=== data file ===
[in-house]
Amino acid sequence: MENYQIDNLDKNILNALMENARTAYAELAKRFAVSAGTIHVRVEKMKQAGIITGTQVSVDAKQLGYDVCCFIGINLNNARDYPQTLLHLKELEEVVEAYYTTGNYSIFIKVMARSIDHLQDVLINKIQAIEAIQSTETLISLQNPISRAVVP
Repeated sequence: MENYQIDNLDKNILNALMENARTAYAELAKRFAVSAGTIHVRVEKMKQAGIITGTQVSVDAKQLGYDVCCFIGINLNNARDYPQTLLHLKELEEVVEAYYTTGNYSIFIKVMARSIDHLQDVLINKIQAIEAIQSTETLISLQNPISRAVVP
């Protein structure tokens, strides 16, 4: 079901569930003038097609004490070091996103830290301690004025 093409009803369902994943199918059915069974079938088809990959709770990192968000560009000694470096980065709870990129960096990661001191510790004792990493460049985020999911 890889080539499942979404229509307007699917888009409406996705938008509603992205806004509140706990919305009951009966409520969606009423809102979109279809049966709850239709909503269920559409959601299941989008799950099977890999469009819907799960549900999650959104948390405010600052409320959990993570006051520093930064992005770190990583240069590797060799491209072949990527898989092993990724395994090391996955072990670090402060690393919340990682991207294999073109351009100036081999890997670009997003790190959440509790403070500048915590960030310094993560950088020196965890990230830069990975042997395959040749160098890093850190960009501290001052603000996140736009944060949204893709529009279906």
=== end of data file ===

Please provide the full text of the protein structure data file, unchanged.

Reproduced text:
[in-house]
Amino acid sequence: MENYQIDNLDKNILNALMENARTAYAELAKRFAVSAGTIHVRVEKMKQAGIITGTQVSVDAKQLGYDVCCFIGINLNNARDYPQTLLHLKELEEVVEAYYTTGNYSIFIKVMARSIDHLQDVLINKIQAIEAIQSTETLISLQNPISRAVVP
Repeated sequence: MENYQIDNLDKNILNALMENARTAYAELAKRFAVSAGTIHVRVEKMKQAGIITGTQVSVDAKQLGYDVCCFIGINLNNARDYPQTLLHLKELEEVVEAYYTTGNYSIFIKVMARSIDHLQDVLINKIQAIEAIQSTETLISLQNPISRAVVP
């Protein structure tokens, strides 16, 4: 079901569930003038097609004490070091996103830290301690004025 093409009803369902994943199918059915069974079938088809990959709770990192968000560009000694470096980065709870990129960096990661001191510790004792990493460049985020999911 890889080539499942979404229509307007699917888009409406996705938008509603992205806004509140706990919305009951009966409520969606009423809102979109279809049966709850239709909503269920559409959601299941989008799950099977890999469009819907799960549900999650959104948390405010600052409320959990993570006051520093930064992005770190990583240069590797060799491209072949990527898989092993990724395994090391996955072990670090402060690393919340990682991207294999073109351009100036081999890997670009997003790190959440509790403070500048915590960030310094993560950088020196965890990230830069990975042997395959040749160098890093850190960009501290001052603000996140736009944060949204893709529009279906």